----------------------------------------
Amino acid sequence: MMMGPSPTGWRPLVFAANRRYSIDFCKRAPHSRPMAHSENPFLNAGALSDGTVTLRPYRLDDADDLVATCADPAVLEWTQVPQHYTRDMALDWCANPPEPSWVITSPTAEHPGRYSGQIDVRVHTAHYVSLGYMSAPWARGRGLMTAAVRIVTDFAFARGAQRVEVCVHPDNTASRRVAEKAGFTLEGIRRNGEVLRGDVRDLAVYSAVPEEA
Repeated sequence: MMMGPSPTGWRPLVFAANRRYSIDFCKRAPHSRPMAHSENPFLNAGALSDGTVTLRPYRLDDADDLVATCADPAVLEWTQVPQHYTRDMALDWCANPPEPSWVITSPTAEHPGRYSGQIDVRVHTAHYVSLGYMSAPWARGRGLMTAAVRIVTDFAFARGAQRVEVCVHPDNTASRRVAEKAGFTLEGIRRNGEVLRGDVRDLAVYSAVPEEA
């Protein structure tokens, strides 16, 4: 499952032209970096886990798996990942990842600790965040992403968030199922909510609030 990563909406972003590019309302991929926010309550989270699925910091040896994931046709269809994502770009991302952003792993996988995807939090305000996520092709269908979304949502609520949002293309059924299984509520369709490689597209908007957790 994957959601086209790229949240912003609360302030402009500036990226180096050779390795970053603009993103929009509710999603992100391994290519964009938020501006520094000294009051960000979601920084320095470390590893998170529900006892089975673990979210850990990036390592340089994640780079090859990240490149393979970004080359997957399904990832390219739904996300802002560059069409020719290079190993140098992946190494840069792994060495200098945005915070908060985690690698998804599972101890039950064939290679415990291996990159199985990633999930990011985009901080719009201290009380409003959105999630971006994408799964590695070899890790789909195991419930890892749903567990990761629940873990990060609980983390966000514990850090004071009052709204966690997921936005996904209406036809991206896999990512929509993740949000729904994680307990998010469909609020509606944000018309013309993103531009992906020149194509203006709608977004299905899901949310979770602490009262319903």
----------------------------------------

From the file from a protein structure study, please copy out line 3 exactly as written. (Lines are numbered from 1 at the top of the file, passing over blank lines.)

């Protein structure tokens, strides 16, 4: 499952032209970096886990798996990942990842600790965040992403968030199922909510609030 990563909406972003590019309302991929926010309550989270699925910091040896994931046709269809994502770009991302952003792993996988995807939090305000996520092709269908979304949502609520949002293309059924299984509520369709490689597209908007957790 994957959601086209790229949240912003609360302030402009500036990226180096050779390795970053603009993103929009509710999603992100391994290519964009938020501006520094000294009051960000979601920084320095470390590893998170529900006892089975673990979210850990990036390592340089994640780079090859990240490149393979970004080359997957399904990832390219739904996300802002560059069409020719290079190993140098992946190494840069792994060495200098945005915070908060985690690698998804599972101890039950064939290679415990291996990159199985990633999930990011985009901080719009201290009380409003959105999630971006994408799964590695070899890790789909195991419930890892749903567990990761629940873990990060609980983390966000514990850090004071009052709204966690997921936005996904209406036809991206896999990512929509993740949000729904994680307990998010469909609020509606944000018309013309993103531009992906020149194509203006709608977004299905899901949310979770602490009262319903």